Red blood cells are formed in the red bone marrow of certain bones, where they produce a substance called hemoglobin. Hemoglobin is a protein pigment that contains iron and that gives red blood cells their color. The hemoglobin in red blood cells combines with oxygen in the lungs, transporting that oxygen to the tissues throughout the body. It also carries carbon dioxide from the tissues back to the lungs, where some of the carbon dioxide is exhaled. Each red blood cell lives only about four months. New red blood cells are constantly being produced in the bone marrow to take the place of old ones.

White blood cells

White blood cells, often called leukocytes (pronounced LUKE-oh-sites), are part of the body's immune system. They defend the body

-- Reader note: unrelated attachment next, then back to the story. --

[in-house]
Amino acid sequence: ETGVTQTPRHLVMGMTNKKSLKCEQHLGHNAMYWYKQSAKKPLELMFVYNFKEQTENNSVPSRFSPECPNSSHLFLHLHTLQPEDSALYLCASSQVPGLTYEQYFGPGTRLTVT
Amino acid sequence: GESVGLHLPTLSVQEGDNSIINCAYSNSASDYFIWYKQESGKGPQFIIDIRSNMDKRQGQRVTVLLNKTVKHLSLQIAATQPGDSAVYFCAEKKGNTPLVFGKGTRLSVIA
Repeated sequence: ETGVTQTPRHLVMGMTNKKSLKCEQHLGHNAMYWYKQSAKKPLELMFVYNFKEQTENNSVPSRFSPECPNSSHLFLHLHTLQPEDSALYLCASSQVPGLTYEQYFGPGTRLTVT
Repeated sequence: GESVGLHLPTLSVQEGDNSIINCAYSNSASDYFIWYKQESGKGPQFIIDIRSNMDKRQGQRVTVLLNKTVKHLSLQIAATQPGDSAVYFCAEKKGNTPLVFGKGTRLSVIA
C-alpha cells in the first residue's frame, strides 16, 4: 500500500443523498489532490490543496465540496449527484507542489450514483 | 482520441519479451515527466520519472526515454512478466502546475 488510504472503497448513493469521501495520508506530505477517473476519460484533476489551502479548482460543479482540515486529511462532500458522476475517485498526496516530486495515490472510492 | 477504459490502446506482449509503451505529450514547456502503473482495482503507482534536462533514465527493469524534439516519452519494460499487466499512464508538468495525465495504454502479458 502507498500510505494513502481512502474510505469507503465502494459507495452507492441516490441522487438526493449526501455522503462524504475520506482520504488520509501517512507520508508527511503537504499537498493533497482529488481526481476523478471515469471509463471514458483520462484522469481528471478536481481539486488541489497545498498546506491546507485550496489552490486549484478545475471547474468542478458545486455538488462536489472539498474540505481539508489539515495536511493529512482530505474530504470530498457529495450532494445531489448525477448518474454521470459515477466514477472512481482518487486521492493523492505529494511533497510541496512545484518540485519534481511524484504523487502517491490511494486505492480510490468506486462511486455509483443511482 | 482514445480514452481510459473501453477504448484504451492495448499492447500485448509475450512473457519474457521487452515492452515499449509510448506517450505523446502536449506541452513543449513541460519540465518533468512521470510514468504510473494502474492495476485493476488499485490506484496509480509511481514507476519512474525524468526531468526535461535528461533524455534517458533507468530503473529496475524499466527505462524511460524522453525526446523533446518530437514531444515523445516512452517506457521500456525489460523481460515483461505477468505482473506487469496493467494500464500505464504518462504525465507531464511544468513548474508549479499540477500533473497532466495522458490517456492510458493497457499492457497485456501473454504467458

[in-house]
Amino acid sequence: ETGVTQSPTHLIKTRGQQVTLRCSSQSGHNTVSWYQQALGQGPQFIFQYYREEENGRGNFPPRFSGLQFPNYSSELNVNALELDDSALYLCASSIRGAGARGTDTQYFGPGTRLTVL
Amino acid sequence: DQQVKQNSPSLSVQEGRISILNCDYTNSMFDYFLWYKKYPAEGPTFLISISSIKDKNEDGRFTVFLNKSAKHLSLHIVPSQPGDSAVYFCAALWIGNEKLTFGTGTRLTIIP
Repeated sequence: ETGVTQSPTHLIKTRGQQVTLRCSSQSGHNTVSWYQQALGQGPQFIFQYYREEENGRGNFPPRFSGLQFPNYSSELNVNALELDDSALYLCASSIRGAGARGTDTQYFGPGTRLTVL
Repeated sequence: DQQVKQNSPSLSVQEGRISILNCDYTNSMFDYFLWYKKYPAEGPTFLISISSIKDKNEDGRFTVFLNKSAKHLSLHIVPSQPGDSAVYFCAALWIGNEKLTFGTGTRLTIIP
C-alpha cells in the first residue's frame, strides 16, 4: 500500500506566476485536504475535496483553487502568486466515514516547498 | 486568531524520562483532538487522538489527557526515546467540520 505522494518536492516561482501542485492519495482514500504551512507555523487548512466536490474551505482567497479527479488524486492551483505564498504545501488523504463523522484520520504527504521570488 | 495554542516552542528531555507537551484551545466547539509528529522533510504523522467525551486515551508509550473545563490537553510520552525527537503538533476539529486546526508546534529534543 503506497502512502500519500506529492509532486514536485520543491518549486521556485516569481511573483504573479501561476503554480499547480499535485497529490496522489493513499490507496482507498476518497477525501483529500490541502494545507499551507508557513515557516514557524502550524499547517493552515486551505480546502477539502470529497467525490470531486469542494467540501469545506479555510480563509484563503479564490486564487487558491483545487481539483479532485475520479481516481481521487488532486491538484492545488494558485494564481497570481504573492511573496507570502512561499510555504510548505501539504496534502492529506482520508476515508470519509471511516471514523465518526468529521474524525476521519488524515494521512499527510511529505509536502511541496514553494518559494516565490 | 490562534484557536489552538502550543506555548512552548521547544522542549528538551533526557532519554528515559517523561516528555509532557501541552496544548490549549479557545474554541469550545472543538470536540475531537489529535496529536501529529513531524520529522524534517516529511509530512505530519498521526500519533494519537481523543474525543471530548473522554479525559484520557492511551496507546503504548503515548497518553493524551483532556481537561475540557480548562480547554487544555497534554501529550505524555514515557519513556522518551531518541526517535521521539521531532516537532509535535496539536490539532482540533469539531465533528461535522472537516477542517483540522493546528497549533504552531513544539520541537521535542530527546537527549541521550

Red blood cells flowing through blood vessels. (Reproduced by permission of Phototake.)
Red blood cells flowing through blood vessels. (Reproduced by permission of

against viruses, bacteria, and other invading microorganisms. There are five kinds of white blood cells in human blood: neutrophils, eosinophils, basophils, monocytes, and lymphocytes. Each plays a specific role in the body's immune or defense system. For example, during long-term infections such as tuberculosis (infectious disease of the lungs), monocytes increase in number. During asthma and allergy attacks, eosinophils increase in number.